In an interview with a reporter from Britain’s Channel 4 News, Campbell addresses what she calls the racist nature of model casting in her industry.
“Are you essentially accusing the industry that you’ve done very well in of being racist?” the reporter asked the 43-year-old supermodel.
“No, I’m saying the act of not choosing models of color is racist,” the stunner explained. “I’m not calling them racist. We’re saying the act is racist.”
The Diversity Coalition get serious
The “we” she is referring to includes herself, supermodel-turned-beauty-mogul Iman, and former model and current fashion activist Bethann Hardison.
These fashion icons of African descent are part of the Diversity Coalition, which launched a letter campaign during New York Fashion Week in early September.
The organization called out major fashion houses and international governing bodies of fashion for the persistent failure to use models of color.
Channeling passions for good
Channel 4 asked Campbell whether her ardor in pursuing justice for models of color might be a better channel for what was described as her infamous temper.
“You have a reputation, rightly or wrongly, for being quite an angry person,” the reporter alleged.
“I’m not here to talk about me. I’m here to talk about balanced diversity,” Campbell said, cutting him off.
“I’m not angry. And I don’t like the thing of the ‘angry black woman’ either. This is not what this is about,” Campbell said.
“We feel passionate,” she added. “Feeling passionate about something does not have to mean that you are angry.”
Racist experiences fuel empowerment
Revealing that she has experienced racism a number of times in her career, Campbell also hopes to change the fashion industry so that models of color can have the opportunities she has enjoyed.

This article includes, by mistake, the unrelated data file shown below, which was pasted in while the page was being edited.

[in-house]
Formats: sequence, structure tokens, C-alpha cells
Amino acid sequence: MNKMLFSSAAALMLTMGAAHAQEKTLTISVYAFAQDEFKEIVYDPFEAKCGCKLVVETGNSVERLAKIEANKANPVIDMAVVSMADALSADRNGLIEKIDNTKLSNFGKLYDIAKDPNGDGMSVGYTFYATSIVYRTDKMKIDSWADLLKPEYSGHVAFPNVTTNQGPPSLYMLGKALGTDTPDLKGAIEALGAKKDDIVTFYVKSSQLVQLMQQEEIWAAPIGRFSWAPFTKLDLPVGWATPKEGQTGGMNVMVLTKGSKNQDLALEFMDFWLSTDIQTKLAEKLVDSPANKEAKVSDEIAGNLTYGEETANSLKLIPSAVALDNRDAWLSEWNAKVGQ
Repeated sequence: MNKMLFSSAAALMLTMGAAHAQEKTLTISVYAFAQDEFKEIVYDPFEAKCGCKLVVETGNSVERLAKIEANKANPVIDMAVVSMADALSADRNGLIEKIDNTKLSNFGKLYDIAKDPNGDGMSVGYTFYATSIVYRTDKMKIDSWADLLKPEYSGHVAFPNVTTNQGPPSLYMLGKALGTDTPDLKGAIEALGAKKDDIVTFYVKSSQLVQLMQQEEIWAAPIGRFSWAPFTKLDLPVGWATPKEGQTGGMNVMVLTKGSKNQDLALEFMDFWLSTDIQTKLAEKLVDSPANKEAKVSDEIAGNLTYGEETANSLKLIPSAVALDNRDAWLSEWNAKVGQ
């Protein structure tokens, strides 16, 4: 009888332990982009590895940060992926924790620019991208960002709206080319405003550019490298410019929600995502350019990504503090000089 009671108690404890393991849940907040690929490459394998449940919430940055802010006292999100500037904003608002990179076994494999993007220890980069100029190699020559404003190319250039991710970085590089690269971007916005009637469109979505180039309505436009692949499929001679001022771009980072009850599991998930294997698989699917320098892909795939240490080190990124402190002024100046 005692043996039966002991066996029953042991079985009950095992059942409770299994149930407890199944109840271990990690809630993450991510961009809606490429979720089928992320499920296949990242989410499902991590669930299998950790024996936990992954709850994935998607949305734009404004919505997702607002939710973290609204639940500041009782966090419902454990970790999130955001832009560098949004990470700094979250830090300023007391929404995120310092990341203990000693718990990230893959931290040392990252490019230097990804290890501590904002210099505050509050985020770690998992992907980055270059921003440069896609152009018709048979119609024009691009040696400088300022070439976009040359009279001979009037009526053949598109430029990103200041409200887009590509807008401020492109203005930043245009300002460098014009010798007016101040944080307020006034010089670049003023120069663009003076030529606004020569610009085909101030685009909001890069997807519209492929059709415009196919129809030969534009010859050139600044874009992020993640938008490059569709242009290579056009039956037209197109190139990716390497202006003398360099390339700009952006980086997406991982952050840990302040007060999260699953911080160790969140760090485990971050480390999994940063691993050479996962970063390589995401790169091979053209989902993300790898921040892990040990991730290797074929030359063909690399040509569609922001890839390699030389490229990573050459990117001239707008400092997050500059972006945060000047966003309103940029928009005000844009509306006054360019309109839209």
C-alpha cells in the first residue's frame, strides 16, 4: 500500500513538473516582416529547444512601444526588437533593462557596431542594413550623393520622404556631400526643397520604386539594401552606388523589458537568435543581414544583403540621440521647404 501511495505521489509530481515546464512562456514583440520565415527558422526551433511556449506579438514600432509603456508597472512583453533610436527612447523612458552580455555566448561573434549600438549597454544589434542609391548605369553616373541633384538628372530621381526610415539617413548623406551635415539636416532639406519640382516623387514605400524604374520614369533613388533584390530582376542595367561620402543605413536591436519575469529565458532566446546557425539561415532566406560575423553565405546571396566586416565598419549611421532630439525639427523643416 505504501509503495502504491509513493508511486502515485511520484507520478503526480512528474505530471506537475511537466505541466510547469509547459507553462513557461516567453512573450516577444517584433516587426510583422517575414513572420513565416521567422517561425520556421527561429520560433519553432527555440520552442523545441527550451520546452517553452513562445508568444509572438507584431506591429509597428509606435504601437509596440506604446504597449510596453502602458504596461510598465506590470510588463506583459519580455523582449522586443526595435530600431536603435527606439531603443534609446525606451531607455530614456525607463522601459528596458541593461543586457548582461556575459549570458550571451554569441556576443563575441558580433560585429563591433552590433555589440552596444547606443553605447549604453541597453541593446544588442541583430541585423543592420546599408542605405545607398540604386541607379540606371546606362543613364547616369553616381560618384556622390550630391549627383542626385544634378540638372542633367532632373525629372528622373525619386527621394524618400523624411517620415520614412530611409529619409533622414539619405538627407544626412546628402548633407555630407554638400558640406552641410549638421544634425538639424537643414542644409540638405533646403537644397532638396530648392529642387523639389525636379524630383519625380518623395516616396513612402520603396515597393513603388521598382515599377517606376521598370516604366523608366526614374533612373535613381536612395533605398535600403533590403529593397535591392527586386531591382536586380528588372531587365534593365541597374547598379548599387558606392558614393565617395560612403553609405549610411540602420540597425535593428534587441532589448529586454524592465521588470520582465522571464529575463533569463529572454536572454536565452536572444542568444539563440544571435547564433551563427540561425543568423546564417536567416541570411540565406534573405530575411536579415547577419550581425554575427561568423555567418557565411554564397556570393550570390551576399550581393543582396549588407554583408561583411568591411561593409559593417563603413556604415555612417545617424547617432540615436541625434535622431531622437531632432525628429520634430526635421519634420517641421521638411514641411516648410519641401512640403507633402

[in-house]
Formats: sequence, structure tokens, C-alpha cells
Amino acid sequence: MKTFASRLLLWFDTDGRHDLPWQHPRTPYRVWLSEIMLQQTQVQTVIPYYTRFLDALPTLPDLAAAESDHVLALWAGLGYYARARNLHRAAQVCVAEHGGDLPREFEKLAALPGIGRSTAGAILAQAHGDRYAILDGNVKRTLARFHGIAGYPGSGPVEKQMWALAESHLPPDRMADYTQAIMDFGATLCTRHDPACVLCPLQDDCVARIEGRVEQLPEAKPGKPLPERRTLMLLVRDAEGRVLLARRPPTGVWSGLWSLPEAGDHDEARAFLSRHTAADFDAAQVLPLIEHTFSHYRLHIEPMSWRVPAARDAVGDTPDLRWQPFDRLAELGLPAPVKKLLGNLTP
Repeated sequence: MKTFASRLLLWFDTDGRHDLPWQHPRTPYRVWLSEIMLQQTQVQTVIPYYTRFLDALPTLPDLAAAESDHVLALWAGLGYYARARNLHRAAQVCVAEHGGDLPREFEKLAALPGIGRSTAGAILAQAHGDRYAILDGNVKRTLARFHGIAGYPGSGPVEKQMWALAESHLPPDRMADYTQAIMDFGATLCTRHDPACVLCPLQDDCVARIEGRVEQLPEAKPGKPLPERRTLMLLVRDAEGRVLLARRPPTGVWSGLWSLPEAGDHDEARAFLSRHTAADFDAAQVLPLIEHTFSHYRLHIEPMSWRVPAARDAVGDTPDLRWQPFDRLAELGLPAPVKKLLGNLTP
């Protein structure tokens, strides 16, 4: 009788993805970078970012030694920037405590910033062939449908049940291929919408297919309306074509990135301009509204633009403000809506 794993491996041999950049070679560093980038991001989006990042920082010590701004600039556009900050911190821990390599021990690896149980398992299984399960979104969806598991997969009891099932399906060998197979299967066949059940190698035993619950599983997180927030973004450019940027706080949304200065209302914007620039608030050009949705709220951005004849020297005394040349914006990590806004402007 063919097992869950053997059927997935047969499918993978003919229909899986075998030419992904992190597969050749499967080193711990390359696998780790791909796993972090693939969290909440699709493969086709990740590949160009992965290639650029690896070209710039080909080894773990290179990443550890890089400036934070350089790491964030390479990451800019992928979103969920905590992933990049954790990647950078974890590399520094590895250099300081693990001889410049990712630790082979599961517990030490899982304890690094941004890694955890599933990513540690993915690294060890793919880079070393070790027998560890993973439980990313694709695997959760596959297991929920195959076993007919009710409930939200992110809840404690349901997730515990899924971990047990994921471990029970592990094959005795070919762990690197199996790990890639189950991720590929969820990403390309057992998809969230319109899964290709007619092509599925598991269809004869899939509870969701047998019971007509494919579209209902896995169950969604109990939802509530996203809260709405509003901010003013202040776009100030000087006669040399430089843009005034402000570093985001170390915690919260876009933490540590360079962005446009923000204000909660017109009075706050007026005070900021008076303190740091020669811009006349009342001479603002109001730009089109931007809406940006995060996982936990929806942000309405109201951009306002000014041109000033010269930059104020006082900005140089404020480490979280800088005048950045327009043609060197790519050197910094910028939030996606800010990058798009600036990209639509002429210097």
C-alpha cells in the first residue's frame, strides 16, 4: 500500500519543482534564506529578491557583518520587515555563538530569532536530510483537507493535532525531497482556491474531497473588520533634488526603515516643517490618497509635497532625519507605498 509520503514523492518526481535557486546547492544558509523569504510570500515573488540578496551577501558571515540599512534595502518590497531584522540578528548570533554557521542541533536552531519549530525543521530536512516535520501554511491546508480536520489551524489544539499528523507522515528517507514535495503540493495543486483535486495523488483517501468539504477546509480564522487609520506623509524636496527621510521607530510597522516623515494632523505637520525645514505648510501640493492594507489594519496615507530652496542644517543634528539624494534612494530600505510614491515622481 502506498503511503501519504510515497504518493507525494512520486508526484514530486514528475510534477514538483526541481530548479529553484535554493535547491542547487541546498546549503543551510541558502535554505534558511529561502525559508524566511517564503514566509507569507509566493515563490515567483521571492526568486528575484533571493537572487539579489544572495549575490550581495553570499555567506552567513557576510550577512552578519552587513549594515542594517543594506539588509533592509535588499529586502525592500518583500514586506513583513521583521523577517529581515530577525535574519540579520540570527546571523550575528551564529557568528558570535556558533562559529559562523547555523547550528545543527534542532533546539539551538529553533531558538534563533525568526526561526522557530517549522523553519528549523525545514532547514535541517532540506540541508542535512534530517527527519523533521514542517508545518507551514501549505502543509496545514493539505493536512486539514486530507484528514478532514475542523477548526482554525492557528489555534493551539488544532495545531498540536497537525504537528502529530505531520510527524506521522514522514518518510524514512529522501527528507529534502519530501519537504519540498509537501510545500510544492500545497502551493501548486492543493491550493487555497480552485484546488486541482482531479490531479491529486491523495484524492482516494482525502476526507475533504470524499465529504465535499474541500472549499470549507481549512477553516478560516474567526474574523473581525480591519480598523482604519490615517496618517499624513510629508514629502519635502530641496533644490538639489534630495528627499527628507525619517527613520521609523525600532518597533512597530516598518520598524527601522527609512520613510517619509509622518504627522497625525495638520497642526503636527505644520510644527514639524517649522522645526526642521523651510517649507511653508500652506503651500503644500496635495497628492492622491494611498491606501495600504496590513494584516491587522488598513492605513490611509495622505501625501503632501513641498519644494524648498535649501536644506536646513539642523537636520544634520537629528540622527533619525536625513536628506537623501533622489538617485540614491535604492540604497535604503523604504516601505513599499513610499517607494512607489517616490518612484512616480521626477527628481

“What we are asking for is that based on your talent, on your beauty, you should be able to go up for a job, not on the color of your skin,” Campbell said.
“I will always speak and defend my own. That’s just a given,” she added.
“Bravo, Naomi! That’s the calm, cool and collected gal we like to see,” commented Julee Wilson of The Huffington Post on Campbell’s response.
Campbell’s new leadership role
Concurrently, Campbell’s modeling competition series The Face just recently kicked off its coming season with a pop-up runway presentation in New York City.
Joined by her two new supermodel coaches, Anne V and Lydia Hearst, and host Nigel Barker, Campbell and the cast filmed part of the very first episode last week in front of a cheering crowd that gathered at the sight of the cameras and the style stars.
Far from being an “angry black woman,” Campbell has positively revitalized her image in recent years. Not only is she standing up for models of color; she is also the executive producer of The Face, taking a leadership role on a television show that itself promotes fashion diversity. Last season’s winner, Devyn Abdullah, is a model of color.
Jezebel.com just released its diversity review of the just-ended Spring 2014 New York Fashion Week, which found that the lack of equal representation is still an issue.
Given the climate, Naomi Campbell’s new leadership role will be a welcome force as fashion industry watchdogs continue to wrestle with the question of racism in fashion.
Follow Alexis Garrett Stodghill on Twitter at @lexisb.